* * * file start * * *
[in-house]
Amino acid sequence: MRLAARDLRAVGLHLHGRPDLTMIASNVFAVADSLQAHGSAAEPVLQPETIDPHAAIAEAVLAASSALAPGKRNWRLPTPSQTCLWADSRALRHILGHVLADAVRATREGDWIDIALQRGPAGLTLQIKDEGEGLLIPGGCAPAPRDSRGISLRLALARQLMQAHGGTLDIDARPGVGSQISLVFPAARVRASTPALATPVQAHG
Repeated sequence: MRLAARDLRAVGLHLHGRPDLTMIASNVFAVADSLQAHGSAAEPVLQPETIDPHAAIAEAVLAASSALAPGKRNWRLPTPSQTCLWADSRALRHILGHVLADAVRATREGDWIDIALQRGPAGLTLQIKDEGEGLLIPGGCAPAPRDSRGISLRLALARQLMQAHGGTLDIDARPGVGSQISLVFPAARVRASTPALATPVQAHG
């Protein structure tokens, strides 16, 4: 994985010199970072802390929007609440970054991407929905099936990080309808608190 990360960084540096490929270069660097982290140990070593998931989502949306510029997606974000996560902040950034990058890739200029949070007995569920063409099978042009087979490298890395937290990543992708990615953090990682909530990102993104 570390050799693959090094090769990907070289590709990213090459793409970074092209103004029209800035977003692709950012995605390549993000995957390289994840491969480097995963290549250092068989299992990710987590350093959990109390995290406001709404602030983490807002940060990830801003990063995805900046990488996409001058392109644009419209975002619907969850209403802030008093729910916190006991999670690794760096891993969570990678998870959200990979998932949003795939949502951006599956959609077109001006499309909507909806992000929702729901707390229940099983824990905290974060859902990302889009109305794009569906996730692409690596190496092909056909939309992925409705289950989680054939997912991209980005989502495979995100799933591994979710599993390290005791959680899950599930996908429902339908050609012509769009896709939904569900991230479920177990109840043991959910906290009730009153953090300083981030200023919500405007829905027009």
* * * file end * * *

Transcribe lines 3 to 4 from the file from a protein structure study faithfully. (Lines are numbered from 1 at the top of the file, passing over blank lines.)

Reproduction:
Repeated sequence: MRLAARDLRAVGLHLHGRPDLTMIASNVFAVADSLQAHGSAAEPVLQPETIDPHAAIAEAVLAASSALAPGKRNWRLPTPSQTCLWADSRALRHILGHVLADAVRATREGDWIDIALQRGPAGLTLQIKDEGEGLLIPGGCAPAPRDSRGISLRLALARQLMQAHGGTLDIDARPGVGSQISLVFPAARVRASTPALATPVQAHG
């Protein structure tokens, strides 16, 4: 994985010199970072802390929007609440970054991407929905099936990080309808608190 990360960084540096490929270069660097982290140990070593998931989502949306510029997606974000996560902040950034990058890739200029949070007995569920063409099978042009087979490298890395937290990543992708990615953090990682909530990102993104 570390050799693959090094090769990907070289590709990213090459793409970074092209103004029209800035977003692709950012995605390549993000995957390289994840491969480097995963290549250092068989299992990710987590350093959990109390995290406001709404602030983490807002940060990830801003990063995805900046990488996409001058392109644009419209975002619907969850209403802030008093729910916190006991999670690794760096891993969570990678998870959200990979998932949003795939949502951006599956959609077109001006499309909507909806992000929702729901707390229940099983824990905290974060859902990302889009109305794009569906996730692409690596190496092909056909939309992925409705289950989680054939997912991209980005989502495979995100799933591994979710599993390290005791959680899950599930996908429902339908050609012509769009896709939904569900991230479920177990109840043991959910906290009730009153953090300083981030200023919500405007829905027009």